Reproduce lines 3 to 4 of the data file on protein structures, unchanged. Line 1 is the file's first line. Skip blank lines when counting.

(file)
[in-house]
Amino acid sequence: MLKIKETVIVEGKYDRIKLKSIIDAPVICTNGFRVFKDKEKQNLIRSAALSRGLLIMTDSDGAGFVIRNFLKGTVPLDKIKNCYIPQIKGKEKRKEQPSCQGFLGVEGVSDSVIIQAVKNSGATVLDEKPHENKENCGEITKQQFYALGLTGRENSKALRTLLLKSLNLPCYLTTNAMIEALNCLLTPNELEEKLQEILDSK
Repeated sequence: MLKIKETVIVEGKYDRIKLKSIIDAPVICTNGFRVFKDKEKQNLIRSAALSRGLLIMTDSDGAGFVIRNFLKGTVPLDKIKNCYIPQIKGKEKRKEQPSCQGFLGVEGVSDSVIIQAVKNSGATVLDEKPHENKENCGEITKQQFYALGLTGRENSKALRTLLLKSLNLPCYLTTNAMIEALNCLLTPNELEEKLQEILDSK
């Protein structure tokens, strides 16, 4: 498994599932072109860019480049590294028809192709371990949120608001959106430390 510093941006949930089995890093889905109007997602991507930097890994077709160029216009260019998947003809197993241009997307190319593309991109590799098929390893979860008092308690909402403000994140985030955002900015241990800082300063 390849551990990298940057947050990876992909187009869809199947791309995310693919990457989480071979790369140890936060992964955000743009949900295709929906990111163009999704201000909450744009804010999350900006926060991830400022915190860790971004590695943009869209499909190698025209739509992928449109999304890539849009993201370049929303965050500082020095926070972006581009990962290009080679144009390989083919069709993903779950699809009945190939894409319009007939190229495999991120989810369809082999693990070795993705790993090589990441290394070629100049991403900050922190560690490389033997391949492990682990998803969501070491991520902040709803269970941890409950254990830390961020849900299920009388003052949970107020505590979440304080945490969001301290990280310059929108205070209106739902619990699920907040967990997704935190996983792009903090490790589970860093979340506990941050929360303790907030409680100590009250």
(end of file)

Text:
Repeated sequence: MLKIKETVIVEGKYDRIKLKSIIDAPVICTNGFRVFKDKEKQNLIRSAALSRGLLIMTDSDGAGFVIRNFLKGTVPLDKIKNCYIPQIKGKEKRKEQPSCQGFLGVEGVSDSVIIQAVKNSGATVLDEKPHENKENCGEITKQQFYALGLTGRENSKALRTLLLKSLNLPCYLTTNAMIEALNCLLTPNELEEKLQEILDSK
């Protein structure tokens, strides 16, 4: 498994599932072109860019480049590294028809192709371990949120608001959106430390 510093941006949930089995890093889905109007997602991507930097890994077709160029216009260019998947003809197993241009997307190319593309991109590799098929390893979860008092308690909402403000994140985030955002900015241990800082300063 390849551990990298940057947050990876992909187009869809199947791309995310693919990457989480071979790369140890936060992964955000743009949900295709929906990111163009999704201000909450744009804010999350900006926060991830400022915190860790971004590695943009869209499909190698025209739509992928449109999304890539849009993201370049929303965050500082020095926070972006581009990962290009080679144009390989083919069709993903779950699809009945190939894409319009007939190229495999991120989810369809082999693990070795993705790993090589990441290394070629100049991403900050922190560690490389033997391949492990682990998803969501070491991520902040709803269970941890409950254990830390961020849900299920009388003052949970107020505590979440304080945490969001301290990280310059929108205070209106739902619990699920907040967990997704935190996983792009903090490790589970860093979340506990941050929360303790907030409680100590009250």